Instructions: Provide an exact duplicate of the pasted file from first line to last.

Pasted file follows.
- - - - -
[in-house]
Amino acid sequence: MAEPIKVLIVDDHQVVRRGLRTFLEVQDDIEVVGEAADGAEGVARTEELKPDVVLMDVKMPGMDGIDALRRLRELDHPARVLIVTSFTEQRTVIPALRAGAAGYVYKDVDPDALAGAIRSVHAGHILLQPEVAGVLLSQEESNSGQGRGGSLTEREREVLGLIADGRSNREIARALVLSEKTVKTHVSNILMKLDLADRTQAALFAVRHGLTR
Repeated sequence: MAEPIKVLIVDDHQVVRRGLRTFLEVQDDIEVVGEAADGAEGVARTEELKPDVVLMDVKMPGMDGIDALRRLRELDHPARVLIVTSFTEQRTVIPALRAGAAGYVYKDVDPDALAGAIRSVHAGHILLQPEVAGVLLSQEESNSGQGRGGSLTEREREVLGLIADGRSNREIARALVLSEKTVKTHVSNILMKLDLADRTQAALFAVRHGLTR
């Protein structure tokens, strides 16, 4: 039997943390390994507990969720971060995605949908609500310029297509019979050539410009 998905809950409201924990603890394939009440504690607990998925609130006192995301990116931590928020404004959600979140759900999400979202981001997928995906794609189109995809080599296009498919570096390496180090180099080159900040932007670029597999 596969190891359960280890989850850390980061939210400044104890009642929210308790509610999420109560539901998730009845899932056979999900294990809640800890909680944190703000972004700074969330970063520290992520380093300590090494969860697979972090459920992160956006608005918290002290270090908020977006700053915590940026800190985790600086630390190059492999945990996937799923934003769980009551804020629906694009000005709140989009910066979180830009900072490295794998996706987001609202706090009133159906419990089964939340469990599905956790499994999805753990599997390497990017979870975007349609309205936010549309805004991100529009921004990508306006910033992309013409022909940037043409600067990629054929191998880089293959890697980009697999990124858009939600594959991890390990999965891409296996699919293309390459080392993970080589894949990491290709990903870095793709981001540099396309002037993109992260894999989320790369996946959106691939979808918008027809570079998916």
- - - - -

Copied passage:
[in-house]
Amino acid sequence: MAEPIKVLIVDDHQVVRRGLRTFLEVQDDIEVVGEAADGAEGVARTEELKPDVVLMDVKMPGMDGIDALRRLRELDHPARVLIVTSFTEQRTVIPALRAGAAGYVYKDVDPDALAGAIRSVHAGHILLQPEVAGVLLSQEESNSGQGRGGSLTEREREVLGLIADGRSNREIARALVLSEKTVKTHVSNILMKLDLADRTQAALFAVRHGLTR
Repeated sequence: MAEPIKVLIVDDHQVVRRGLRTFLEVQDDIEVVGEAADGAEGVARTEELKPDVVLMDVKMPGMDGIDALRRLRELDHPARVLIVTSFTEQRTVIPALRAGAAGYVYKDVDPDALAGAIRSVHAGHILLQPEVAGVLLSQEESNSGQGRGGSLTEREREVLGLIADGRSNREIARALVLSEKTVKTHVSNILMKLDLADRTQAALFAVRHGLTR
């Protein structure tokens, strides 16, 4: 039997943390390994507990969720971060995605949908609500310029297509019979050539410009 998905809950409201924990603890394939009440504690607990998925609130006192995301990116931590928020404004959600979140759900999400979202981001997928995906794609189109995809080599296009498919570096390496180090180099080159900040932007670029597999 596969190891359960280890989850850390980061939210400044104890009642929210308790509610999420109560539901998730009845899932056979999900294990809640800890909680944190703000972004700074969330970063520290992520380093300590090494969860697979972090459920992160956006608005918290002290270090908020977006700053915590940026800190985790600086630390190059492999945990996937799923934003769980009551804020629906694009000005709140989009910066979180830009900072490295794998996706987001609202706090009133159906419990089964939340469990599905956790499994999805753990599997390497990017979870975007349609309205936010549309805004991100529009921004990508306006910033992309013409022909940037043409600067990629054929191998880089293959890697980009697999990124858009939600594959991890390990999965891409296996699919293309390459080392993970080589894949990491290709990903870095793709981001540099396309002037993109992260894999989320790369996946959106691939979808918008027809570079998916």